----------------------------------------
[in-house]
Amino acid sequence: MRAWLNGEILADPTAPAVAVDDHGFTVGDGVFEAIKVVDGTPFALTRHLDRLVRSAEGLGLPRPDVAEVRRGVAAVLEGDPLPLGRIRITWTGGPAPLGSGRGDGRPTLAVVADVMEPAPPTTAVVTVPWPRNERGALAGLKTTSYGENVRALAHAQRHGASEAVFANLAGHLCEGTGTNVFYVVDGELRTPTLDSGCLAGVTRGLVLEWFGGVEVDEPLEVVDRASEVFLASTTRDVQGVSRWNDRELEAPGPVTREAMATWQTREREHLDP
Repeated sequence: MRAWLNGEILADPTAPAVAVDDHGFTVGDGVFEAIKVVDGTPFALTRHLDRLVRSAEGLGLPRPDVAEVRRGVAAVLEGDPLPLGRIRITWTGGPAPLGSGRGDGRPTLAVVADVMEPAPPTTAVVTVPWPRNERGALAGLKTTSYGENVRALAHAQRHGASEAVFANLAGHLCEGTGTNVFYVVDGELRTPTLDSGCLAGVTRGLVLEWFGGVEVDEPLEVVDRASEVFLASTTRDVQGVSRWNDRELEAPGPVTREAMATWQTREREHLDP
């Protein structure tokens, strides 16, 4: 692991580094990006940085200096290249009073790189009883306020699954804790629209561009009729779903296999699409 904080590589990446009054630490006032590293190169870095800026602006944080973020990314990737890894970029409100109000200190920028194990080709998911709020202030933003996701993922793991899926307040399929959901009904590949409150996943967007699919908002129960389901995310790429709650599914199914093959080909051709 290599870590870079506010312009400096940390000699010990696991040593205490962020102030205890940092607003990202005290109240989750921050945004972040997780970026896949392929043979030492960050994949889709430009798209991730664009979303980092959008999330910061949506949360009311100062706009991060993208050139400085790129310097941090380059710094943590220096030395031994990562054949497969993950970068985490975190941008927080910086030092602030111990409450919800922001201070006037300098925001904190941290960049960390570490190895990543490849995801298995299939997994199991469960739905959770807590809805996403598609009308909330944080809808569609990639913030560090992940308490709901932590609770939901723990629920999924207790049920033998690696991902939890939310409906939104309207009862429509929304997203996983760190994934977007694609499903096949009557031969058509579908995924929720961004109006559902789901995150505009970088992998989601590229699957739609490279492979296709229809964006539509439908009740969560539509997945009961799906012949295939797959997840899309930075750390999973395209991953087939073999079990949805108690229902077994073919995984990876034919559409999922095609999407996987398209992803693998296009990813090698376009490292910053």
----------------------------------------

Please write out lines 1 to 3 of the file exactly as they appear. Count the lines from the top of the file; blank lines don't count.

[in-house]
Amino acid sequence: MRAWLNGEILADPTAPAVAVDDHGFTVGDGVFEAIKVVDGTPFALTRHLDRLVRSAEGLGLPRPDVAEVRRGVAAVLEGDPLPLGRIRITWTGGPAPLGSGRGDGRPTLAVVADVMEPAPPTTAVVTVPWPRNERGALAGLKTTSYGENVRALAHAQRHGASEAVFANLAGHLCEGTGTNVFYVVDGELRTPTLDSGCLAGVTRGLVLEWFGGVEVDEPLEVVDRASEVFLASTTRDVQGVSRWNDRELEAPGPVTREAMATWQTREREHLDP
Repeated sequence: MRAWLNGEILADPTAPAVAVDDHGFTVGDGVFEAIKVVDGTPFALTRHLDRLVRSAEGLGLPRPDVAEVRRGVAAVLEGDPLPLGRIRITWTGGPAPLGSGRGDGRPTLAVVADVMEPAPPTTAVVTVPWPRNERGALAGLKTTSYGENVRALAHAQRHGASEAVFANLAGHLCEGTGTNVFYVVDGELRTPTLDSGCLAGVTRGLVLEWFGGVEVDEPLEVVDRASEVFLASTTRDVQGVSRWNDRELEAPGPVTREAMATWQTREREHLDP